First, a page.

Jared Sullinger accomplished something last season that few players have done in the last 50 years of the NBA. Only 34 players since 1964, including Sullinger, have averaged 24 points, 14 rebounds, and 4 assists per 100 possessions in a season.
This list includes Hall of Famers like Charles Barkley and Arvydas Sabonis to modern stars like Tim Duncan and Kevin Love. Here's the full list:
I talked with Sullinger before Wednesday's game against the Indiana Pacers and showed him these stats to get his reaction, which he said it was "pretty cool."
"I give a lot of credit to my family for not putting limits on me," Sullinger said of his ability to impact the game in different ways, adding that his high school coach and father, Satch Sullinger, let him take on ball handling duties when opponents denied his teammates, Devon Moore and Trey Burke.
"That was just my dad allowing me to spread my skill-set," Sullinger said. "Hell, in seventh grade I started point guard for my middle school team, as big as I was. I was like 5-foot-9, but I was big, I was thick, really couldn't move but I handled the point guard duties and I put us into our offense. So I'm kind of used to scoring in multiple ways."
The "24, 14, and 4 per 100" averages are arbitrary -- but they're no more arbitrary than a "triple double" or "20 and 10." All 34 players on the list above had or are having productive careers. Some, like Karl Malone had long, historic careers. Others, like Jeff Ruland had a few All-Star seasons before injuries prematurely ended their careers.
But all these players filled up the box score as do-it-all big men who make a diverse impact scoring buckets, crashing the boards, and creating for teammates.
As statistically rare as Sullinger's 2014-15 season was, the start of this year has been even better. After spending the summer working hard to improve his conditioning, Sullinger has seen his numbers boosted accordingly.
So far this season, Sullinger is fifth in Box Plus/Minus and 20th in Player Efficiency Rating, both career highs. On a per-minute basis, he's been a super productive player; per 100 possessions, he's averaging 23.9 points, 17.3 rebounds, and 4.5 assists.
"I don't know that those numbers are applicable yet. But that's a good sign, obviously it's better than not being," Celtics head coach Brad Stevens said when asked about Sullinger's stats. "Offensively, he's taking what the defense is giving him. He's shooting it great. He's scoring off offensive rebounds. He was in the post yesterday a little bit. He's a guy who can score in a variety of ways. The more he can take advantage of in a game, the better."
As Stevens alluded to -- it's early, and it's a small sample size. But it's a positive Sullinger is experiencing career highs in REB%, AST%, and 3PT%.
Sullinger's past production suggested that he was better shooting with more days off, and his missed threes tended to clank off the front-rim. But after losing weight he appears to have his legs underneath him, and he's draining threes at 44.4%. Sullinger is also excelling in the pick-and-roll/pop, scoring an elite 1.54 points per possession, according to Synergy via NBA.com.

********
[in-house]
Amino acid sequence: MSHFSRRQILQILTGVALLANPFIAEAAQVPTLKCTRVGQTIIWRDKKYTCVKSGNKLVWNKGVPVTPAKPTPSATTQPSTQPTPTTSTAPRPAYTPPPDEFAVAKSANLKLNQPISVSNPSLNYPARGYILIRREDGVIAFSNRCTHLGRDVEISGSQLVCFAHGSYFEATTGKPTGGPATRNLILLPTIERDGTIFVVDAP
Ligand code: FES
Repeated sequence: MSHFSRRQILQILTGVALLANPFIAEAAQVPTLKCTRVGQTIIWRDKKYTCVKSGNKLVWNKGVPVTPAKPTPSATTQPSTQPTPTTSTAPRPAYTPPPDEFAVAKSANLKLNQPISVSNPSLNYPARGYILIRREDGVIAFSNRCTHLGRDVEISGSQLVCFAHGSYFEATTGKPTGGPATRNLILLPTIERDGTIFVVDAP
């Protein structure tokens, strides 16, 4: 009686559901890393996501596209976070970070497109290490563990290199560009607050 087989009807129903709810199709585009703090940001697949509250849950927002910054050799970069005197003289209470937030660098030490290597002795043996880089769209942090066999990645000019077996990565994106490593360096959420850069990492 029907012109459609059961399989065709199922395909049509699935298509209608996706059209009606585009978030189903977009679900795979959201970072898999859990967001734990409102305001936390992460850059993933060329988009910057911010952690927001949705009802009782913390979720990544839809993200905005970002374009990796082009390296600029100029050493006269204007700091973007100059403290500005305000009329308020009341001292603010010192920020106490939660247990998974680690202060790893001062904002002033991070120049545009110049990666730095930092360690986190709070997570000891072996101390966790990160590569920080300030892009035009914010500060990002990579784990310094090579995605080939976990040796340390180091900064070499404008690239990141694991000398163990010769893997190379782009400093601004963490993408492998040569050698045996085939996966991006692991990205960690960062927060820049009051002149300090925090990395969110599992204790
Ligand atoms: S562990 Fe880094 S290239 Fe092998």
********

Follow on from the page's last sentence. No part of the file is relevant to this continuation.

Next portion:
If there's one place Sullinger's improved conditioning has helped him most, it's on the defensive end. Sullinger's Defensive Box Plus/Minus ranks in the top 10 of the league.
"The biggest thing is that defensively I think he's improved," Stevens said before the game. "He's been very good at reading when to be back and when to be up, especially in pick-and-roll coverages."
Sullinger is also averaging career-high per possession averages in steals, blocks, and defensive rebounds. He's consistently battling inside, and for the most part he hasn't taken plays off on the defensive.
After Sullinger got off to a slow start in preseason, many expected him to be the odd-man out in the crowded rotation of bigs. But Sullinger has risen to the top, and leads all Celtics bigs in minutes this season.
"Most definitely," Sullinger said when asked by CelticsBlog if it there was a learning curve adjusting to his new body. "Just knowing you don't have certain weight you can throw around, like you could always do. It was an adjustment."
However, the key now will be for Sullinger to sustain his success over a full season. It's one thing to be extremely productive in smaller doses, but the point of getting into better conditioning was to do it for long periods of time.
Sullinger did admit he still has a long way to go to be as good as he can be.
"But I'm still working. Just because the summer's ended, it doesn't mean that I can't work. There's other ways I can work, whether it's the swimming pool and all that good stuff. So I'm constantly working and constantly getting ready for every game."
It's early, but the arrow is pointing up for Jared Sullinger and the Boston Celtics.